The Rev. Bryan Faussett could not well avoid detecting the unsound deductions of Dr. Mortimer, who considered the remains found in the graves upon Chartham Down as those of Romans under Julius Caesar, He had worked too carefully and reasoned too acutely to be seduced into any wild conclusions. He had amended his earlier opinions, as fresh, evidence appeared; and he approached very closely to a correct comprehension of the character and epoch of the remains he discovered. But, although he evidently had imbibed an early taste for antiquarian researches, yet he never had opportunities of investigating much beyond certain districts in Kent, which afforded him materials of one class of antiquities only. Had he been previously acquainted with the characteristics of Roman and Romano-British remains, he would probably have at once surmised that the weapons, the implements, and the ornaments, unaccompanied by indications of contemporary cremation, must have belonged to a time subsequent to that to which he referred them. The coins of Justinian (Gilton, No. 41) [M 6060], and those of the Merovingian period (Sibertswold. No. 172) [M 6530 & M 6531], might have guided him further and to sounder conclusions, had he thought of exercising upon them the patient inquiry he bestowed so freely on matters of less consequence. The importance of coins, the inscriptions or characters upon which are the best chronological indicators, was felt and appreciated by Douglas, who followed Faussett in the same field of research. They were to him a key to unlock the difficulty; and he applied it judiciously and with success.

Douglas explored a considerable number of barrows upon Chatham Down, a group in Greenwich Park, and a few at Ash and at St. Margaret's on the Cliff, near Dover. He also had the advantage of seeing the collection made by Bryan Faussett, and of obtaining particulars relating to the discovery of portions of it. Moreover, he extended his investigations to other parts of England, and even to the Continent. No one could see more clearly than Douglas the mistakes made by his predecessors and contemporaries; and though his work, the Nenia Britannica [Douglas 1793], is not free from errors, it is, in the main, written in a sound logical spirit, and with a clear perception of the points of dissemblance between the different classes of antiquities on which he treats. He has correctly appropriated the Saxon remains to their right owners; but his opinions on the magical uses of many of the objects that were placed in the graves, and on the general Christian character of the sepultures, are open, at least, to question.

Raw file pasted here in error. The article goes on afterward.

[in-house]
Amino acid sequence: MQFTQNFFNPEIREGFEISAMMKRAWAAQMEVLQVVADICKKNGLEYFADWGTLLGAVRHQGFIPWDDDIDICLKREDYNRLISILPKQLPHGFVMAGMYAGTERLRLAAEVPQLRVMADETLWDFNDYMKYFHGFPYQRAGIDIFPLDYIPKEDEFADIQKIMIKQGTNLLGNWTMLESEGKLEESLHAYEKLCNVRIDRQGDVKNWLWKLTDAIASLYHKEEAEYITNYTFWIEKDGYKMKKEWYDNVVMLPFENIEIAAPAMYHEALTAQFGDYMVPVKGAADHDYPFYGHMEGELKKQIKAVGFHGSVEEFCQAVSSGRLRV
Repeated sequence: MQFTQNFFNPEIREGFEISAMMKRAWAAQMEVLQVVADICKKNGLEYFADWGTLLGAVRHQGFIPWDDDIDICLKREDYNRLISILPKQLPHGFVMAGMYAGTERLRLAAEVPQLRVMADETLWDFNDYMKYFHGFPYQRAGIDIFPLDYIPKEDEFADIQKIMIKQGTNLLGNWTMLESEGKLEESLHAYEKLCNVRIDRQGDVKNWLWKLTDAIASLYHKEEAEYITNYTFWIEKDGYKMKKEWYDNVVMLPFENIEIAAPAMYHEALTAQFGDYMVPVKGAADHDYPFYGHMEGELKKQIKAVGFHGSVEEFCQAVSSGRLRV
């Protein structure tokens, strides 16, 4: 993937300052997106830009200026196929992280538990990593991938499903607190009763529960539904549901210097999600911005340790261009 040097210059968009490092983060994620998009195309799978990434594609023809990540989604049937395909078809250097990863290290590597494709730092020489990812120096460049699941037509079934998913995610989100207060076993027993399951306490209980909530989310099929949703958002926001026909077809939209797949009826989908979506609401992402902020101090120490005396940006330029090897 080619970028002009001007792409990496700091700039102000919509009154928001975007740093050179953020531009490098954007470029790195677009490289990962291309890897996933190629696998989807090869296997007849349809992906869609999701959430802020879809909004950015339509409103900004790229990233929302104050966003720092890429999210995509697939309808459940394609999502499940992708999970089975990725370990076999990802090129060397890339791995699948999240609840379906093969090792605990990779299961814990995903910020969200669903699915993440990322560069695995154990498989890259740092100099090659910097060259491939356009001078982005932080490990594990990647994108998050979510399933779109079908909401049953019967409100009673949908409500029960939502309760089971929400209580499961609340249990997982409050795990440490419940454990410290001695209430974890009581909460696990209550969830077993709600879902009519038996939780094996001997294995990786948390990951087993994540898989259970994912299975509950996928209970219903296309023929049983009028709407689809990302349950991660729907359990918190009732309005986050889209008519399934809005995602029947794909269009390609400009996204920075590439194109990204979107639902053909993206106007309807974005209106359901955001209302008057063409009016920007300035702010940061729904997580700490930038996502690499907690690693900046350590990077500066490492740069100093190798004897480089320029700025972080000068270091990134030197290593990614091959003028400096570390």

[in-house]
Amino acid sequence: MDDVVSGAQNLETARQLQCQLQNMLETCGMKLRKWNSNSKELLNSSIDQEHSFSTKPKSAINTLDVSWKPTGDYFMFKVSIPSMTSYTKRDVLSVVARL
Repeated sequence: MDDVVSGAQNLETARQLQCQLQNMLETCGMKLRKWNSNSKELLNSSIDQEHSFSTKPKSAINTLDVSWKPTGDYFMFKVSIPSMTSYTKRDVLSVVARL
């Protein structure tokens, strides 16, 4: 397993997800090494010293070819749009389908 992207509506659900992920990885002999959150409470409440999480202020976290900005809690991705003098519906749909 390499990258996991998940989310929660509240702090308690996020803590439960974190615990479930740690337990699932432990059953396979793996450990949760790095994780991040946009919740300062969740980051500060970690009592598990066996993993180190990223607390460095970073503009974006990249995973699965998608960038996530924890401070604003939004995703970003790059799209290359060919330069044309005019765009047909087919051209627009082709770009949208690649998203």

The more recent researches made in the county of Kent are mostly referred to in the notes appended to the Inventorium [...]. The chief localities are Bourne Park, Kingston Down, Breach Downs, Wingham, Sittingbourne, Stowting, and Osengal. Casual discoveries have also been made at Wodensborough, Coombe, Gilton, Copstreet near Goldstone (opposite Richborough, to the west), Minster, Mersham, Hythe, Ashford, and other places.

It is not requisite, on the present occasion, to give the details which these discoveries have furnished, especially as the more important are recorded in accessible publications [see list of References below]. But it is necessary to remark that they are of much archaeological value in affording facts for comparison, the great ground-work for all sound theories. They are all, more or less, confirmatory of the opinions which may be formed from the numerous facts now before us. The practices and usages observed in the sepultures are so identical, the remains themselves so similar, that their common parentage and close approximation in point of date, are obvious. We may daily look for additional evidence; and hope that it may be given by the hand and pen of careful discriminators; for the spade and pick-axe in undiscerning hands confound the fragile relics of the grave, and annihilate what time may have spared, it may have been, for some more tender hand and practised eye to restore in the alembic of science. In the words of Douglas, 'confusion lies under the stroke; and little correct information can be selected by the antiquary when the ignorant labourer is made the voucher for the veracity of past ages.'